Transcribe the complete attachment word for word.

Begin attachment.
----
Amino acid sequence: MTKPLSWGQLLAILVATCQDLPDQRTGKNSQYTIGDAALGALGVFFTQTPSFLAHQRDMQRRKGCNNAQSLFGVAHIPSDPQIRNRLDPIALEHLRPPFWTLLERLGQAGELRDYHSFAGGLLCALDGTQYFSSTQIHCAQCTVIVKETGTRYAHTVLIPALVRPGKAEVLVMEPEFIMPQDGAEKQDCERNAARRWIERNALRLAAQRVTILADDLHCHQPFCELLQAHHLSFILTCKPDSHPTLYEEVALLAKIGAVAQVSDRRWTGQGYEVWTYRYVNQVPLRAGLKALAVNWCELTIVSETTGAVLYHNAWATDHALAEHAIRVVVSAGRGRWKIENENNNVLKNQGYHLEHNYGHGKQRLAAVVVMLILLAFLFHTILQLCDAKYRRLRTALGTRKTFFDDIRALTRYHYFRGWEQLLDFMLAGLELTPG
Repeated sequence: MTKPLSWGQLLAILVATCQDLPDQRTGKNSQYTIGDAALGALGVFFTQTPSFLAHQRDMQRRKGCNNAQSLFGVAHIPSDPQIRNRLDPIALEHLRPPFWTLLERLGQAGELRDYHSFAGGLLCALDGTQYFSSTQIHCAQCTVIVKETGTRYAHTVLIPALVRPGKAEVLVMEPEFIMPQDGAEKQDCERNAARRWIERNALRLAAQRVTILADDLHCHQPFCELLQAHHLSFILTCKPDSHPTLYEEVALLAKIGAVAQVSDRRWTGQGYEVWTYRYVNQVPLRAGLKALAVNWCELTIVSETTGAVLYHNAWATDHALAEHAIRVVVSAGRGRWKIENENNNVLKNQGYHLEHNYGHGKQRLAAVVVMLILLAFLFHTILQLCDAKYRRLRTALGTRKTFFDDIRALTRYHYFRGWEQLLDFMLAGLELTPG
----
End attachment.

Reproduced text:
Amino acid sequence: MTKPLSWGQLLAILVATCQDLPDQRTGKNSQYTIGDAALGALGVFFTQTPSFLAHQRDMQRRKGCNNAQSLFGVAHIPSDPQIRNRLDPIALEHLRPPFWTLLERLGQAGELRDYHSFAGGLLCALDGTQYFSSTQIHCAQCTVIVKETGTRYAHTVLIPALVRPGKAEVLVMEPEFIMPQDGAEKQDCERNAARRWIERNALRLAAQRVTILADDLHCHQPFCELLQAHHLSFILTCKPDSHPTLYEEVALLAKIGAVAQVSDRRWTGQGYEVWTYRYVNQVPLRAGLKALAVNWCELTIVSETTGAVLYHNAWATDHALAEHAIRVVVSAGRGRWKIENENNNVLKNQGYHLEHNYGHGKQRLAAVVVMLILLAFLFHTILQLCDAKYRRLRTALGTRKTFFDDIRALTRYHYFRGWEQLLDFMLAGLELTPG
Repeated sequence: MTKPLSWGQLLAILVATCQDLPDQRTGKNSQYTIGDAALGALGVFFTQTPSFLAHQRDMQRRKGCNNAQSLFGVAHIPSDPQIRNRLDPIALEHLRPPFWTLLERLGQAGELRDYHSFAGGLLCALDGTQYFSSTQIHCAQCTVIVKETGTRYAHTVLIPALVRPGKAEVLVMEPEFIMPQDGAEKQDCERNAARRWIERNALRLAAQRVTILADDLHCHQPFCELLQAHHLSFILTCKPDSHPTLYEEVALLAKIGAVAQVSDRRWTGQGYEVWTYRYVNQVPLRAGLKALAVNWCELTIVSETTGAVLYHNAWATDHALAEHAIRVVVSAGRGRWKIENENNNVLKNQGYHLEHNYGHGKQRLAAVVVMLILLAFLFHTILQLCDAKYRRLRTALGTRKTFFDDIRALTRYHYFRGWEQLLDFMLAGLELTPG